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story.lead_photo.caption People gather outside a hospital while ambulances carry in injured people after a stampede Tuesday as thousands of Shiite Muslims marked one of the most solemn holy days of the year in Karbala, Iraq.

BAGHDAD -- A stampede in the holy city of Karbala on Tuesday killed at least 31 people and injured about 100 as thousands of Shiite Muslims marked one of their most solemn holy days of the year, officials said.

It was the deadliest stampede in recent history during Ashoura commemorations, when hundreds of thousands of people converge on the city about 50 miles south of Baghdad.

The stampede happened toward the end of the Ashoura procession with a panicked rush among worshippers near the gold-domed Imam Hussein shrine, according to two officials in Karbala.

Mohammed Shenin Jebir, a pilgrim, said everything happened very suddenly.

"Visitors suddenly fell on the ground and there was a strong stampede; there were many pilgrims who all fell on top of each other," he said, speaking after being treated at the Hussein Medical City in Karbala for cuts and bruises above his right eye.

Ashoura commemorates the killing of the Prophet Muhammad's grandson, the Imam Hussein, by a rival Muslim faction in Karbala in what is now Iraq. Hussein and his descendants are seen by Shiites as the rightful heirs to the prophet. Hussein's killing has been attributed with making permanent the schism between Shiite and Sunni Islam.

In recent years, Ashoura processions have been attacked by extremist Sunni militants. In 2004, at the height of Iraq's sectarian violence, 143 people were killed in nearly simultaneous bombings at shrines in Baghdad and Karbala during the Ashoura procession.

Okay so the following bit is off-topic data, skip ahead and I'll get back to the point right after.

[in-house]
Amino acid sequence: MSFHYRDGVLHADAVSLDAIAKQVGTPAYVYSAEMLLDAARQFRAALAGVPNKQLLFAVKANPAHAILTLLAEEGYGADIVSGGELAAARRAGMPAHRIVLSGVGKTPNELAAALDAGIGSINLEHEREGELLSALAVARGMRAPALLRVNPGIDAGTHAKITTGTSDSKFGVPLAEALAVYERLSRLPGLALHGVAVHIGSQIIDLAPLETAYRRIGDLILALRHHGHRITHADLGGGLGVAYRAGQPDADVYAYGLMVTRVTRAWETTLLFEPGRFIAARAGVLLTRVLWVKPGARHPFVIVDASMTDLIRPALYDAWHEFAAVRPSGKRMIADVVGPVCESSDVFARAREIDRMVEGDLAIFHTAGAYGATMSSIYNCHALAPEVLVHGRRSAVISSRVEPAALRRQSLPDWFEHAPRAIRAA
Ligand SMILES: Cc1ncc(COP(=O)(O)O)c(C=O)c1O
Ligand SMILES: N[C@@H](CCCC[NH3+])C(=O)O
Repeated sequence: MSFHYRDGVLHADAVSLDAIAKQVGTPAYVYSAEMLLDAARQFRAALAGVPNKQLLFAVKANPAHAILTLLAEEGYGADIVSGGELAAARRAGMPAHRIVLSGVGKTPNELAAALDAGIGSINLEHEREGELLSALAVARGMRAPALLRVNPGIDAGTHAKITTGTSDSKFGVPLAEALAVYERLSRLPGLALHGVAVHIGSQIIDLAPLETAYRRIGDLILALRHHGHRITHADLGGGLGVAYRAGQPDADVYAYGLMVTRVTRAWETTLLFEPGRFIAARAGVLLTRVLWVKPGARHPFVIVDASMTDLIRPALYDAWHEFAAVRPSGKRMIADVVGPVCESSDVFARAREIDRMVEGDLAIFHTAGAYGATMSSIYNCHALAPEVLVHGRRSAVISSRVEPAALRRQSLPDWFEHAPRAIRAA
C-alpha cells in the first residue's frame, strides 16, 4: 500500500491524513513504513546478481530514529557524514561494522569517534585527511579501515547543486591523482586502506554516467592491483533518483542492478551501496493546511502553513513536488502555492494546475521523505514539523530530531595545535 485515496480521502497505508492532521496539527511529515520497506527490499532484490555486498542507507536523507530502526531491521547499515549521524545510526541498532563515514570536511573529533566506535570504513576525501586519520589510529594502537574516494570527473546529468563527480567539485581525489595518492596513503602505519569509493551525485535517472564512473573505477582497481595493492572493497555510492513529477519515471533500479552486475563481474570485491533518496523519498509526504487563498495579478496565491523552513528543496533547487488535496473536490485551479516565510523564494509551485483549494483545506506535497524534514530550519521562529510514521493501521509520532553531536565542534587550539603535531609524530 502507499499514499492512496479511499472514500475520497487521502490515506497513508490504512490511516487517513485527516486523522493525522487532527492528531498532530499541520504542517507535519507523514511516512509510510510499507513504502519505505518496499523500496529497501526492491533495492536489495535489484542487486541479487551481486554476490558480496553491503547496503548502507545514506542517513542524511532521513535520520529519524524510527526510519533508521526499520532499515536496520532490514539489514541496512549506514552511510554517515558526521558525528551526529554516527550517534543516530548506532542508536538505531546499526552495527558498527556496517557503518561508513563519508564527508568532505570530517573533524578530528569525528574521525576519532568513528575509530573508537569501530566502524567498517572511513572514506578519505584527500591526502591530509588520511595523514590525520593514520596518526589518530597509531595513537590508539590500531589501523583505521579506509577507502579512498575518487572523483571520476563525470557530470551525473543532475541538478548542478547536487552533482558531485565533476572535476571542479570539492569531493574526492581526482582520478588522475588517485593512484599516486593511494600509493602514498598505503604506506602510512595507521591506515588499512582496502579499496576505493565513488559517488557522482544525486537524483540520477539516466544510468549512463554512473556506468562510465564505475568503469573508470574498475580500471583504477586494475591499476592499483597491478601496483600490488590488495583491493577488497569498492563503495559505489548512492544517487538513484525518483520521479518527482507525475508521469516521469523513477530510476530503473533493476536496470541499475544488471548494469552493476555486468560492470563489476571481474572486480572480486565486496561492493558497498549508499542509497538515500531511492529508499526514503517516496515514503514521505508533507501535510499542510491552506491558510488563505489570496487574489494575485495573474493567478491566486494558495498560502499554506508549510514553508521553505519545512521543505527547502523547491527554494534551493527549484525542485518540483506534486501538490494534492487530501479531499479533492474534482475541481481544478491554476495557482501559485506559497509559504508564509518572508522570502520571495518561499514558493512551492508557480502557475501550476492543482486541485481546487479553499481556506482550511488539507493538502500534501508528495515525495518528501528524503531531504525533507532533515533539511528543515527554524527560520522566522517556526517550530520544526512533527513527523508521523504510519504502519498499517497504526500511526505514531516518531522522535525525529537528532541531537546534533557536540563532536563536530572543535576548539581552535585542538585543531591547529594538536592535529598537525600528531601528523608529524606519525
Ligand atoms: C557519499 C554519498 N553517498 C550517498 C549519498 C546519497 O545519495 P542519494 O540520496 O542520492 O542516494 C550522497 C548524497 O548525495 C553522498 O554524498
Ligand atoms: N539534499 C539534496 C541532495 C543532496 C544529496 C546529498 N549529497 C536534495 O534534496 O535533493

Tuesday's commemorations were peaceful until the stampede.

The officials said the stampede took place during the so-called Tweireej run, when tens of thousands of people run toward the shrine of Imam Hussein in Karbala around noon.

The run, which spans 1 to 2 miles, symbolizes when the maternal cousins of Imam Hussein's half-brother al-Abbas ran from the nearby village of Tweireej to rescue him, only to find out that he had been killed.

The two officials -- one of them at the Imam Hussein shrine and the other a security official -- spoke on condition of anonymity because they were not authorized to speak to the media.

At least 10 of the injured pilgrims were in critical condition, according to the officials.

"We lament this tragic loss of life and wish those injured a swift and full recovery," U.S. Ambassador Matthew Tueller said, offering his condolences to the families of the victims on behalf of the U.S. Embassy in Baghdad.

Earlier in the day, hundreds of thousands of black-clad pilgrims held Ashoura processions amid beefed-up security in Karbala and in the capital, Baghdad. Many of the faithful beat their chests and lashed themselves with chains in a symbolic expression of grief and regret for not being able to help Hussein before his martyrdom.

On Sunday night, thousands marched toward the holy shrine of Imam Hussein in Karbala, which had been lit up on the eve of the celebration.

A Section on 09/11/2019

Print Headline: Holy day stampede kills 31 people

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